I read a question on Tumblr from a bisexual person who misunderstood that you can be bisexual and still be attracted to those who consider themselves transgender. This person mistakenly thought he/she was now pansexual, when that wasn’t the case at all–or he/she can identify as pansexual, whatever they want to identify as. Of course, this person was then attacked for mistakenly believing otherwise, as though this person committed a serious crime for simply being ignorant when two people kindly explained that bisexuality can include attraction to those who do identify themselves as transgender. Nevermind that being bisexual is tough already in a society who still believes LGBTQA people to be absolutely abnormal. These people felt it necessary to attack, forgetting that there is a person on the other side of that keyboard, forgetting that person may currently be struggling with something.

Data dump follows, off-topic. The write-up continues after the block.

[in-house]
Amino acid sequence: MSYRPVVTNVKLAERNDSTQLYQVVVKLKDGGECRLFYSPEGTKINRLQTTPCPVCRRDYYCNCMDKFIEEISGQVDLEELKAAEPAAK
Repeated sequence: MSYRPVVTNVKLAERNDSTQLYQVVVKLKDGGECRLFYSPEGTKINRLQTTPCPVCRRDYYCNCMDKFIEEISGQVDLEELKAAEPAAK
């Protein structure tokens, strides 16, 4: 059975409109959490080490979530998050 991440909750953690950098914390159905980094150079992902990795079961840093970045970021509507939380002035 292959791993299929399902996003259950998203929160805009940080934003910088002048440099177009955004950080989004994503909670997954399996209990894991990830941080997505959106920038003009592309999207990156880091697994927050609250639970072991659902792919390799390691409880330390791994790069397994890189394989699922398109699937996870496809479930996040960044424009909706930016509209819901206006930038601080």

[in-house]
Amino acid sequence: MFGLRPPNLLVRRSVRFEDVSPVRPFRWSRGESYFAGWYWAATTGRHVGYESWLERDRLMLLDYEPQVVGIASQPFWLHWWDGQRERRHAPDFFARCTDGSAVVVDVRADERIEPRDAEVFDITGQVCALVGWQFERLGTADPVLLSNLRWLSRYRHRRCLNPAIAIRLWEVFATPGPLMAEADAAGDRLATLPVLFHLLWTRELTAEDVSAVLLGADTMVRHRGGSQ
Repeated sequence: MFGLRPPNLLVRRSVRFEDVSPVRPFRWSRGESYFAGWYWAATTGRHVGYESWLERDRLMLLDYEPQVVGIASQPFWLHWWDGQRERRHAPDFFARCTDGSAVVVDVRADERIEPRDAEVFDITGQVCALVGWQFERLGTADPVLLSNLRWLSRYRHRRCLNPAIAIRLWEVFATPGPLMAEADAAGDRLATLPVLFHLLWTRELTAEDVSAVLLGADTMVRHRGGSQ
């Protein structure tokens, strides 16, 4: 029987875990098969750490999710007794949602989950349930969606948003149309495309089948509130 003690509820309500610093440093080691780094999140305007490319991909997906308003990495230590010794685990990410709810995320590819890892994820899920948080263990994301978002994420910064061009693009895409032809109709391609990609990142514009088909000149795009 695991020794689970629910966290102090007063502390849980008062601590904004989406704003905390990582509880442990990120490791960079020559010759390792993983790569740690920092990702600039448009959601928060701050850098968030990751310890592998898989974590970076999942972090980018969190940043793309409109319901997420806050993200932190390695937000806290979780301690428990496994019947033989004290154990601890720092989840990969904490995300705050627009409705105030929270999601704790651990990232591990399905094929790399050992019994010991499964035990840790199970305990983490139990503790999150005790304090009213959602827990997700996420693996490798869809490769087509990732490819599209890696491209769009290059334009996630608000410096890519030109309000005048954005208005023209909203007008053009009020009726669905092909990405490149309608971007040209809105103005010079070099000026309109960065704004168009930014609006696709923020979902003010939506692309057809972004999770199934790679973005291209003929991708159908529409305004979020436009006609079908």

Why is this necessary, this cutting attitude to someone who is ignorant about something?

When we attack people for their ignorance, we’re being ignorant ourselves, especially if we never recognize our ignorance and try to make peace with the person we attacked.

I had to temporarily shut down my Ask Box on Tumblr because of so many vicious messages I was receiving based on one sentence alone: hatred is never okay. I wasn’t thinking through that hatred is not so black and white, that there are gray areas, that hatred is a feeling like any other and should be allowed to be felt. After all, our anger helps us to take action in a hopefully positive way.

I was being called insensitive, stupid, idiotic, ect., and then I was attacked for closing down my inbox, which was the smart thing to do so that way I wouldn’t be continuously blasted with hateful words at a very sensitive period in my life right now.